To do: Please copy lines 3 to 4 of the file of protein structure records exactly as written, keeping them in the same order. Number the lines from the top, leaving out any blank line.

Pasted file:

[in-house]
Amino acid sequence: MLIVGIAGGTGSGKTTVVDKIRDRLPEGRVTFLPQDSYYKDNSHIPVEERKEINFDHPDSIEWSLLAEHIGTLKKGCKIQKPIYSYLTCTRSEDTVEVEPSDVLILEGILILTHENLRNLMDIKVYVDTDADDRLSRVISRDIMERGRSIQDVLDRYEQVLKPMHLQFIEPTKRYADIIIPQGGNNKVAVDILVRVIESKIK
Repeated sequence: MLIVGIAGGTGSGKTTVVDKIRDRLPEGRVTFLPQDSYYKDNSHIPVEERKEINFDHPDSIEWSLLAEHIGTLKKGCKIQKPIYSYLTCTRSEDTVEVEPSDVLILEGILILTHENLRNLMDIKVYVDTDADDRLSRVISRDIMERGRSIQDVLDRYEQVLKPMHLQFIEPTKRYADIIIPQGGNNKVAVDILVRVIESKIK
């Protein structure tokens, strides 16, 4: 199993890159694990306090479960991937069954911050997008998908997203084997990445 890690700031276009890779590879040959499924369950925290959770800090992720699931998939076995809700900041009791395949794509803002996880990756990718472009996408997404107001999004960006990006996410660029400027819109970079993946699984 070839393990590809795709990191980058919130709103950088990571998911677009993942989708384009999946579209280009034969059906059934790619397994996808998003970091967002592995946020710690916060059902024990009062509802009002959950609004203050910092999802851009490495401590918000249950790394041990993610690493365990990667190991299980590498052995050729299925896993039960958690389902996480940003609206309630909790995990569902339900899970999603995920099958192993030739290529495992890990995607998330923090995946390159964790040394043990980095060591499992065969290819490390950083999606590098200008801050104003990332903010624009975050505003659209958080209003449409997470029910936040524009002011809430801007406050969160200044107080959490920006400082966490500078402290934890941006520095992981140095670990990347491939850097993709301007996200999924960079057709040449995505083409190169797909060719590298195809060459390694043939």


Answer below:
Repeated sequence: MLIVGIAGGTGSGKTTVVDKIRDRLPEGRVTFLPQDSYYKDNSHIPVEERKEINFDHPDSIEWSLLAEHIGTLKKGCKIQKPIYSYLTCTRSEDTVEVEPSDVLILEGILILTHENLRNLMDIKVYVDTDADDRLSRVISRDIMERGRSIQDVLDRYEQVLKPMHLQFIEPTKRYADIIIPQGGNNKVAVDILVRVIESKIK
């Protein structure tokens, strides 16, 4: 199993890159694990306090479960991937069954911050997008998908997203084997990445 890690700031276009890779590879040959499924369950925290959770800090992720699931998939076995809700900041009791395949794509803002996880990756990718472009996408997404107001999004960006990006996410660029400027819109970079993946699984 070839393990590809795709990191980058919130709103950088990571998911677009993942989708384009999946579209280009034969059906059934790619397994996808998003970091967002592995946020710690916060059902024990009062509802009002959950609004203050910092999802851009490495401590918000249950790394041990993610690493365990990667190991299980590498052995050729299925896993039960958690389902996480940003609206309630909790995990569902339900899970999603995920099958192993030739290529495992890990995607998330923090995946390159964790040394043990980095060591499992065969290819490390950083999606590098200008801050104003990332903010624009975050505003659209958080209003449409997470029910936040524009002011809430801007406050969160200044107080959490920006400082966490500078402290934890941006520095992981140095670990990347491939850097993709301007996200999924960079057709040449995505083409190169797909060719590298195809060459390694043939």